Tag Archives: Privatization

CFP: Privatization and Social Responsibility (Feminist Legal Theory Project: Vulnerability)

Atlanta.  In February.  Short turn around time on proposals, but there is flexibility.

This one came via Osgood Grad student and excellent much missed person Stu Marvel, now visiting at Atlanta.  The topic is an important one and ripe for cross-border conversations.  The Conference is Feb 17-18, and the due date for proposals  is December 8, with some flexibility. I’m sure there is a paper to be written here on the attempt to “gender” Ontario’s most recent Social Assistance Review (likewise I am intrigued by the statistics around the digital divide in the US and note the increasing delivery of state services through this non state medium).  Finally, it does seem that the Attawapiskat “crisis” (in quotes because of the variety of different interpretations of what the crisis actually consists of, not because I doubt one exists) and the discussion around “solutions” could be located within the scope of this call.

Enough of me.  Go and draft your ticket to the land of coca cola (among many other things):

SUBMISSIONS PROCEDURE Email a paper proposal by by Thursday, December 8th to Emily Hlavaty, FLT Program Coordinator: emily.hlavaty@emory.edu Decisions will be made prior to the holidays and working paper drafts to be duplicated and distributed prior to the Workshop will be due January 30th.

 

PRIVATIZATION AND SOCIAL RESPONSIBILITY February 17th and 18th, 2012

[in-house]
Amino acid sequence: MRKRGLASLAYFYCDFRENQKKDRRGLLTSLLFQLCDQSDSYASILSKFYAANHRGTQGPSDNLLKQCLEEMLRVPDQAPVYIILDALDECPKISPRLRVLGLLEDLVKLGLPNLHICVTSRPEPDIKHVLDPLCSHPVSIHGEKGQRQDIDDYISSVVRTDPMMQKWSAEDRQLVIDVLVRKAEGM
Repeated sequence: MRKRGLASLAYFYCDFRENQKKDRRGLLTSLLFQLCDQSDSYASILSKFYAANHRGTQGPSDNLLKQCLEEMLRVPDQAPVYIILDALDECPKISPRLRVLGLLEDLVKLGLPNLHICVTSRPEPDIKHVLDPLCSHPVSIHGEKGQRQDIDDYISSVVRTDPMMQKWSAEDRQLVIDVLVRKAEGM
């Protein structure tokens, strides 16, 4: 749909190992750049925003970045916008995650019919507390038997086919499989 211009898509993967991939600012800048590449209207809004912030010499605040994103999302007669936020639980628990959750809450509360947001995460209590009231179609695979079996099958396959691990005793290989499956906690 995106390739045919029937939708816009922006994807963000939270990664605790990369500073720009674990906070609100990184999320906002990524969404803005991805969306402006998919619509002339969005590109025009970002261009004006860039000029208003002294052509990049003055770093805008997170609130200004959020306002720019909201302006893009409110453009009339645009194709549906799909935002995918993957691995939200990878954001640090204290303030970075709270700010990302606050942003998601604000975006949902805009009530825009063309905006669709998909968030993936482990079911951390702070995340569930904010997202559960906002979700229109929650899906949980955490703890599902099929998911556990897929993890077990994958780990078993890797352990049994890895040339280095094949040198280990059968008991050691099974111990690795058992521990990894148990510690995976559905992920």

Emory University School of Law, Atlanta, Georgia [PDF of the call here]

This workshop explores from a cross-cultural perspective how privatization impacts contemporary feminist and social justice approaches to public responsibility. Feminisms have long problematized divisions between the private and the political, partly in reaction to the unprecedented privatization of state responsibilities and public welfare over the past 30 years. Recent critical legal scholarship on vulnerability, state negligence, and resilience can complicate and deepen our understanding of the problems generated by privatization in the 21st century.
We invite papers that explore the effects of diverse forms of privatization from national and cross-national perspectives. Disciplinary and interdisciplinary papers exploring the effects of these privatizations on institutions, individuals, society, welfare, education, healthcare, capitalism, government, military and law are welcomed. State regulation, particularly in the form of socioeconomic welfare, is frequently criticized for policing individual choices and perpetuating social and legal forms of violence. We are particularly interested in how a feminist or progressive analysis of state institutional involvement might mitigate these negative effects and the impact of privatization.

This workshop is the most recent in a series examining the political and theoretical possibilities inherent in thinking about justice and state responsibility in terms of human “vulnerability.”  It builds upon earlier sessions expanding our understandings of vulnerability as a constant part of the human condition that is universal, even as it may be experienced in particular and uneven ways.